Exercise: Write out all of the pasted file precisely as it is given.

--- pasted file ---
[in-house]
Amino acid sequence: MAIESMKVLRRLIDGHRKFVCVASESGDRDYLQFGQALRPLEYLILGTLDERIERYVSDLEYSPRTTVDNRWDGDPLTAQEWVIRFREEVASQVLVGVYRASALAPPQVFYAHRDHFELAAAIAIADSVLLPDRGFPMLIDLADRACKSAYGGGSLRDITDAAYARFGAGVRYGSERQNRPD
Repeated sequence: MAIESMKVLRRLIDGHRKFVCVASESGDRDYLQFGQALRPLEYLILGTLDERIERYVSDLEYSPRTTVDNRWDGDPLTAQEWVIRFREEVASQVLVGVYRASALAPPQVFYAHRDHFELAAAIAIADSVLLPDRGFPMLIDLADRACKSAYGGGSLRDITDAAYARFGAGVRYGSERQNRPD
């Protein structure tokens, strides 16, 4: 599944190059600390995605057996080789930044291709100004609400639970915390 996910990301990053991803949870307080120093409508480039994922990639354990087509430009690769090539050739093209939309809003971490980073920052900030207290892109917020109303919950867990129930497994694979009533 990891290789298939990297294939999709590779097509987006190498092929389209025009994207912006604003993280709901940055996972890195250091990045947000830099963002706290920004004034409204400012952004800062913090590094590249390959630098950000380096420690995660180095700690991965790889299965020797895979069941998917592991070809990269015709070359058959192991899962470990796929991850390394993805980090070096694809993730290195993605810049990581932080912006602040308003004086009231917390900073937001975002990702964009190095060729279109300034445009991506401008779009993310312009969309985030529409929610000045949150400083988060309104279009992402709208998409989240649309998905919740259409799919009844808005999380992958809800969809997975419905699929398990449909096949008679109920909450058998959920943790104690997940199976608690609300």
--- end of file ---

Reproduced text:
[in-house]
Amino acid sequence: MAIESMKVLRRLIDGHRKFVCVASESGDRDYLQFGQALRPLEYLILGTLDERIERYVSDLEYSPRTTVDNRWDGDPLTAQEWVIRFREEVASQVLVGVYRASALAPPQVFYAHRDHFELAAAIAIADSVLLPDRGFPMLIDLADRACKSAYGGGSLRDITDAAYARFGAGVRYGSERQNRPD
Repeated sequence: MAIESMKVLRRLIDGHRKFVCVASESGDRDYLQFGQALRPLEYLILGTLDERIERYVSDLEYSPRTTVDNRWDGDPLTAQEWVIRFREEVASQVLVGVYRASALAPPQVFYAHRDHFELAAAIAIADSVLLPDRGFPMLIDLADRACKSAYGGGSLRDITDAAYARFGAGVRYGSERQNRPD
């Protein structure tokens, strides 16, 4: 599944190059600390995605057996080789930044291709100004609400639970915390 996910990301990053991803949870307080120093409508480039994922990639354990087509430009690769090539050739093209939309809003971490980073920052900030207290892109917020109303919950867990129930497994694979009533 990891290789298939990297294939999709590779097509987006190498092929389209025009994207912006604003993280709901940055996972890195250091990045947000830099963002706290920004004034409204400012952004800062913090590094590249390959630098950000380096420690995660180095700690991965790889299965020797895979069941998917592991070809990269015709070359058959192991899962470990796929991850390394993805980090070096694809993730290195993605810049990581932080912006602040308003004086009231917390900073937001975002990702964009190095060729279109300034445009991506401008779009993310312009969309985030529409929610000045949150400083988060309104279009992402709208998409989240649309998905919740259409799919009844808005999380992958809800969809997975419905699929398990449909096949008679109920909450058998959920943790104690997940199976608690609300």